Starting gun fired on RBS reprivatisation


The settling of the outstanding penalty for RBS’ role in the financial crisis was the last obstacle standing in the way of selling the government’s enormous 71% stake back to the private sector in what will be the biggest privatisation in UK history.

Its not often that a $4.9bn fine is actually good news but this fine is a LOT lower than many had feared.

RBS was the biggest bank in the world on some measures at the time the financial crisis hit and was very active in selling the risky mortgages that played such a destructive role in the meltdown.

Profits and dividends

The bank and its shareholders will be mighty relieved to settle this decade-long case with the US Department of Justice for a sum less than half the amount some of its investors were expecting to fork out.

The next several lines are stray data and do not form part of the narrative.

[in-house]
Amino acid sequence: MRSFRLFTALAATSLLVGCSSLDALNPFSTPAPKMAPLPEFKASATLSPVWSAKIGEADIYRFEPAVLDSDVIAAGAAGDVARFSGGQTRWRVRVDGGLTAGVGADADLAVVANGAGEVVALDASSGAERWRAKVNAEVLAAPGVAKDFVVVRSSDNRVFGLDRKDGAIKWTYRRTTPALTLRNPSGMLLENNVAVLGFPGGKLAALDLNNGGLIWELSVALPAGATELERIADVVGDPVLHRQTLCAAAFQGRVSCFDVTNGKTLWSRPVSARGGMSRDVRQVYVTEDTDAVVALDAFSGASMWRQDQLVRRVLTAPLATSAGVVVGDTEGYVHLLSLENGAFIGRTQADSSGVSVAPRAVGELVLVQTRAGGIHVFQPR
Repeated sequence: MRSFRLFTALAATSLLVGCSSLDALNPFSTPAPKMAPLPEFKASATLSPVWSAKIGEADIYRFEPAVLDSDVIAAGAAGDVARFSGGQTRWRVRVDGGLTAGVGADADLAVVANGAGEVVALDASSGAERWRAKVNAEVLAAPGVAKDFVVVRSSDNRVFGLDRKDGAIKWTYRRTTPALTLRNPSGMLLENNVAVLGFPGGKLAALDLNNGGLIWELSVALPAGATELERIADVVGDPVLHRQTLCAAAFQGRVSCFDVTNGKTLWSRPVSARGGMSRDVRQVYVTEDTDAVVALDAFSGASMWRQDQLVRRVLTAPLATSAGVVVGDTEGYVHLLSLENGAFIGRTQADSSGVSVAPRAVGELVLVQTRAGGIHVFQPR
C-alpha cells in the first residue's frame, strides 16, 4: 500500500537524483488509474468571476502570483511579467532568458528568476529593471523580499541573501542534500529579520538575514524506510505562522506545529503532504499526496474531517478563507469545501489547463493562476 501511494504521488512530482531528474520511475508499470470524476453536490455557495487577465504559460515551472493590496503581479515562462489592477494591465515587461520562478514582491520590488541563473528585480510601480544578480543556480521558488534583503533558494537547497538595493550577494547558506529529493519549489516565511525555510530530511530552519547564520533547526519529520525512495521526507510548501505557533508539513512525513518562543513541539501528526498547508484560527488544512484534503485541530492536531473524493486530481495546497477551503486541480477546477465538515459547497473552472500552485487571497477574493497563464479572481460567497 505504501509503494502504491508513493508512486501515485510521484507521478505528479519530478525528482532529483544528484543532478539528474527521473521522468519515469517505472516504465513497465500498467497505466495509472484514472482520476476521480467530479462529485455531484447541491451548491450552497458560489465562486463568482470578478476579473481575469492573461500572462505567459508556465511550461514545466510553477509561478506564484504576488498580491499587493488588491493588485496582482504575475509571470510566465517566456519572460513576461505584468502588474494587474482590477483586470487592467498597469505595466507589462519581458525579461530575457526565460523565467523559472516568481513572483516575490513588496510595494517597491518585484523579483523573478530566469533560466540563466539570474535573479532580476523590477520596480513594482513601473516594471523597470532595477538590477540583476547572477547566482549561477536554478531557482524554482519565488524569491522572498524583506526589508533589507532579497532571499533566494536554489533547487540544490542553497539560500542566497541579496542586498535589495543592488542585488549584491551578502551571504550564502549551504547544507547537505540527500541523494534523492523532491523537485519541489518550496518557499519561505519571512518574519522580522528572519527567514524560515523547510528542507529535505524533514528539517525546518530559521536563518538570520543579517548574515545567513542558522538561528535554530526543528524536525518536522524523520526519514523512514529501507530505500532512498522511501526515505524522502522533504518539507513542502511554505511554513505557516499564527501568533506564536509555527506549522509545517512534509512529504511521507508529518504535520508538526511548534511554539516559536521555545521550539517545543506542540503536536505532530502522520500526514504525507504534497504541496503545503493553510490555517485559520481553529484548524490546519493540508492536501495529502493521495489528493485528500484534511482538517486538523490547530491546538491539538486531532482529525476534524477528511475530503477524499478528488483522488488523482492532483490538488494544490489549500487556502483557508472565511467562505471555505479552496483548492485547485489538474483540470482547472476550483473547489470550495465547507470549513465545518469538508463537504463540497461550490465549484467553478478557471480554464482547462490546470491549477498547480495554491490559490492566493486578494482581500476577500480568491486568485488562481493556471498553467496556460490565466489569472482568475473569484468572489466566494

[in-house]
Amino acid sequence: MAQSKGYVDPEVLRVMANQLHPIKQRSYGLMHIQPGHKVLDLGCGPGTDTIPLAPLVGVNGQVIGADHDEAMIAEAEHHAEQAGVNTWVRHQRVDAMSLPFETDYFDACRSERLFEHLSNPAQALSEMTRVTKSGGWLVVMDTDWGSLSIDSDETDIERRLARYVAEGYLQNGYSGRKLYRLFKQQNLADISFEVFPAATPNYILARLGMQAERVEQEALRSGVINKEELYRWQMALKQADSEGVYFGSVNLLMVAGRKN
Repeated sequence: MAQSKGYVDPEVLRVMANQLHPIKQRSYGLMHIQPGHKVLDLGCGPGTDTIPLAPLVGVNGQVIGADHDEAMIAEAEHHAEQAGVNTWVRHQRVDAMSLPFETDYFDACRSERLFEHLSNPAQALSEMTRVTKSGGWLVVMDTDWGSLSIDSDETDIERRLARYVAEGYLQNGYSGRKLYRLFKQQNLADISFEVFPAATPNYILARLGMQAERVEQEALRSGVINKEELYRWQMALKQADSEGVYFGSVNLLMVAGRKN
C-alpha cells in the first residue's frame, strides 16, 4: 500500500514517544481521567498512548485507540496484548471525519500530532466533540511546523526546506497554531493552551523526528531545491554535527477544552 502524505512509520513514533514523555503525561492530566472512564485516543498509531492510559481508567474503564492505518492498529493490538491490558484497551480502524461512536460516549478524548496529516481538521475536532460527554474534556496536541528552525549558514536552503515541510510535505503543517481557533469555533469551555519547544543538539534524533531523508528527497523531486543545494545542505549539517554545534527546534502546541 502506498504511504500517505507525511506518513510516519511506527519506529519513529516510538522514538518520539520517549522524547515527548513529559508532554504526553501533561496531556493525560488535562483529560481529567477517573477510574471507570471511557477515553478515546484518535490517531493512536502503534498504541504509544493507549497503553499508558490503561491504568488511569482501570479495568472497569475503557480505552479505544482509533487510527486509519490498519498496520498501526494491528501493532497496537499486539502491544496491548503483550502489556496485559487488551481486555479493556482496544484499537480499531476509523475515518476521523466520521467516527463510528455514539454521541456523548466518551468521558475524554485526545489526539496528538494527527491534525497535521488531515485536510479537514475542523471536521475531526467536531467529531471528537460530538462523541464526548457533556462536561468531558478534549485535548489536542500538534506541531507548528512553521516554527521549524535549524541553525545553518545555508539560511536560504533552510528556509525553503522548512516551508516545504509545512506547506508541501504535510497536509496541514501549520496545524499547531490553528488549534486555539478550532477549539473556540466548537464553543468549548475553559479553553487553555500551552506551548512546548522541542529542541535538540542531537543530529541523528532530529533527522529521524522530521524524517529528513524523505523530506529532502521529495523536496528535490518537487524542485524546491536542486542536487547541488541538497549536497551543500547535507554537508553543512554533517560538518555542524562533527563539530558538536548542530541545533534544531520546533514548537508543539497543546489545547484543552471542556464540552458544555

The even better news for RBS is that it had already set aside $3.5bn to pay this and will only have to take an additional hit of $1.4bn – or just over £1bn. That’s about three months’ worth of profit, which means that RBS should make a full-year profit for only the second time in 10 years.

The bank has enough shock-absorbing capital to start paying some of those profits out in dividends, which will make the bank easier to sell back to the private sector, which is helpful as the government owns over £20bn worth of shares.

That is a colossal amount to sell and will take several years. The first sales will be at a loss, but the government will hope that over time, as the huge overhang of shares to sell dwindles and profits continue to rise, the public may get more money back.

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